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How to call stored procedures in JPA

By Thorben Janssen

Query

Using stored procedures to implement parts of the application logic in the database is a widely used approach in huge, data-heavy applications. Nevertheless, there was no good support for them before JPA 2.1. You had to use a native query, to call the stored procedure in the database.

Since the JPA 2.1 release, JPA supports two different ways to call stored procedures, the dynamic StoredProcedureQuery, and the declarative @NamedStoredProcedureQuery. In this article, I will show you how to define a @NamedStoredProcedureQuery and how to use it to call a stored procedure in the database. And next week, I will tell you more about the StoredProcedureQuery.

If you want to learn more about the features introduced in JPA 2.1, have a look at JPA 2.1 – 12 features every developer should know and make sure to download the New Features in JPA 2.1 cheat sheet.

Example application and test setup

The example application for this post is small and simple. It consists of a Book and a Review entity which you can see in the following diagram.

diagram

The JPA 2.1 specification defines the @NamedStoredProcedureQuery, and you can, therefore, use it with any JPA 2.1 implementation, like Eclipse Link or Hibernate. I use Hibernate 4.3.7 for this tutorial.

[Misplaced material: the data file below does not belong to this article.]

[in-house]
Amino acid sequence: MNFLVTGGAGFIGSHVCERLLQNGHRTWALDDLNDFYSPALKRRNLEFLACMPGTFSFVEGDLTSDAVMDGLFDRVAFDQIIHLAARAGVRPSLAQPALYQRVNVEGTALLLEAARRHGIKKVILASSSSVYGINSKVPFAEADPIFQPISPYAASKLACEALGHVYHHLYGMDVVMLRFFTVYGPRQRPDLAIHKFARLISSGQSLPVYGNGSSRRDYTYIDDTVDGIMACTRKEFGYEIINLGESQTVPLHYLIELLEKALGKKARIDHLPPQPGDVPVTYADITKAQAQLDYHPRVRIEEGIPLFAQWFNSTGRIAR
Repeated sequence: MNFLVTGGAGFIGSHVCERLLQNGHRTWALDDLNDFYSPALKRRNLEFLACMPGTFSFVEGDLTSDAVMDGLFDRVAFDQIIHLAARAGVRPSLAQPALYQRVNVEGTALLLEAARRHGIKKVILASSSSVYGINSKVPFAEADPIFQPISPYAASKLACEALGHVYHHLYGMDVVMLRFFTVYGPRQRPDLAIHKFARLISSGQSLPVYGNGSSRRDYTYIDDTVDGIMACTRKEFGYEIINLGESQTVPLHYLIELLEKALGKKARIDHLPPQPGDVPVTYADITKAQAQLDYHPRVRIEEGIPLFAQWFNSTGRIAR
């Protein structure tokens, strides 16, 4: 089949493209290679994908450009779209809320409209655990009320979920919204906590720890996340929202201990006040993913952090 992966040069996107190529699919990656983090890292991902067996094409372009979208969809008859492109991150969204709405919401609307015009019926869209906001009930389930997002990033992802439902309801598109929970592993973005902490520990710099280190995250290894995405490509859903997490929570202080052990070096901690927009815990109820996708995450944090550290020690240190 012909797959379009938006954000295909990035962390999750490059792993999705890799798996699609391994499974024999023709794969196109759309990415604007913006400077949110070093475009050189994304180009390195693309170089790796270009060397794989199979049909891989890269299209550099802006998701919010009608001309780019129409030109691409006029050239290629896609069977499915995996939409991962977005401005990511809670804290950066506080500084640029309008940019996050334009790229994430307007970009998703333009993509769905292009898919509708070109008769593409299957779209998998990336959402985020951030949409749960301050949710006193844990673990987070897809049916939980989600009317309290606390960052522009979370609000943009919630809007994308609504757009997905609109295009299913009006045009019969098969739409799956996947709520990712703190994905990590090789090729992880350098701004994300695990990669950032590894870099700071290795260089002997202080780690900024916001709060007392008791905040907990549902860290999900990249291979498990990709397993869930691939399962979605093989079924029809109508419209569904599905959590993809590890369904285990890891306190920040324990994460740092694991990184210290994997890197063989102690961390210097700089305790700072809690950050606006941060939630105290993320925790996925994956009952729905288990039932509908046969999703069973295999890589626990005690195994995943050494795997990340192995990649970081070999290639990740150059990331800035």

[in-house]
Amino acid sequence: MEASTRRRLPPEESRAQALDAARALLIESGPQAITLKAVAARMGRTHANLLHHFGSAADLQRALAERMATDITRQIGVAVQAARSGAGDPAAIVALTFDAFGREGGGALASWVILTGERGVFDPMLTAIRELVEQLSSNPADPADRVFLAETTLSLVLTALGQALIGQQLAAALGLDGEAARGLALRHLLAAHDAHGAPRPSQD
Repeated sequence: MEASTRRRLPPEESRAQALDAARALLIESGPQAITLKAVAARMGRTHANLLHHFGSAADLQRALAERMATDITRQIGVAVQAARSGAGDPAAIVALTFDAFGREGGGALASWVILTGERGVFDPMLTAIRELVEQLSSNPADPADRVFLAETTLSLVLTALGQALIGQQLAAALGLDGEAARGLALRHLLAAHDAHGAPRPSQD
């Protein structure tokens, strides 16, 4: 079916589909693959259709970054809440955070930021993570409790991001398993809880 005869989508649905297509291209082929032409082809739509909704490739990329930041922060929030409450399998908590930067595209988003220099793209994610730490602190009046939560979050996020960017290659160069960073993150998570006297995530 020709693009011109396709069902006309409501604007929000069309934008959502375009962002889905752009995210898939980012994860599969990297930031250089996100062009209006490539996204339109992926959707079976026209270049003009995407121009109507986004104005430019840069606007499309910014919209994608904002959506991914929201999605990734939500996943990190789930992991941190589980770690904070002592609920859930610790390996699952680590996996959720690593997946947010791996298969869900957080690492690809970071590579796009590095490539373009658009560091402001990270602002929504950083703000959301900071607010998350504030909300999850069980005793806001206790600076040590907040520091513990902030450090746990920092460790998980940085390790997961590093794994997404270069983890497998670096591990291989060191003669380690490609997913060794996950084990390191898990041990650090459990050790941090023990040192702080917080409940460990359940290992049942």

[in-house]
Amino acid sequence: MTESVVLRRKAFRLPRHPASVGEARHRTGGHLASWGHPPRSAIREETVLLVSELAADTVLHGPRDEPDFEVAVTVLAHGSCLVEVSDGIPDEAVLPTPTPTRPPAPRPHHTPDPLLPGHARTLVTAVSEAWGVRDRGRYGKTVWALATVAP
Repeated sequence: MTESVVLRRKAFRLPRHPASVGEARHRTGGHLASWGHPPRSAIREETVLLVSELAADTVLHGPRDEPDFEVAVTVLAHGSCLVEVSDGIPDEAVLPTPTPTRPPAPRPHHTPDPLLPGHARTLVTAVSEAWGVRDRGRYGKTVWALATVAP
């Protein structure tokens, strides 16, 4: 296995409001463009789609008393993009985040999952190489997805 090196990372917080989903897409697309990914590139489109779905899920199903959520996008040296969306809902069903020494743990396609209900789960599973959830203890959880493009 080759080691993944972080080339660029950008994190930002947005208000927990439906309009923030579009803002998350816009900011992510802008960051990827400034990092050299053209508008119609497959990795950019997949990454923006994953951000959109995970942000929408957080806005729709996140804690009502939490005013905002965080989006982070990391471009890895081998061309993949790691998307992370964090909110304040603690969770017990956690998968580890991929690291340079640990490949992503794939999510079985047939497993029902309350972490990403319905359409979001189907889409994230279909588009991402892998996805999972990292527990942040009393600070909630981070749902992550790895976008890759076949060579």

My database is a PostgreSQL 9.4. The syntax and supported features of stored procedures are very different between the various database systems. Therefore, you have to check your database documentation on how to implement stored procedures and which kind of parameters it supports.

Parameter modes

Before I show you how to call your first stored procedure with JPA, I have to tell you something about the different parameter modes. You can use 4 different modes of parameters to implement a stored procedure:

  • IN: for input parameters,
  • OUT: for output parameters,
  • INOUT: for parameters which are used for input and output and
  • REF_CURSOR: for cursors on a result set.

I will use IN and OUT parameters in the first and REF_CURSOR in the second example. INOUT parameters are used similarly as the IN and OUT parameters.

Stored procedures with IN and OUT parameters

Let’s start with a simple stored procedure which takes 2 IN parameters, sums them up and returns the result as an OUT parameter.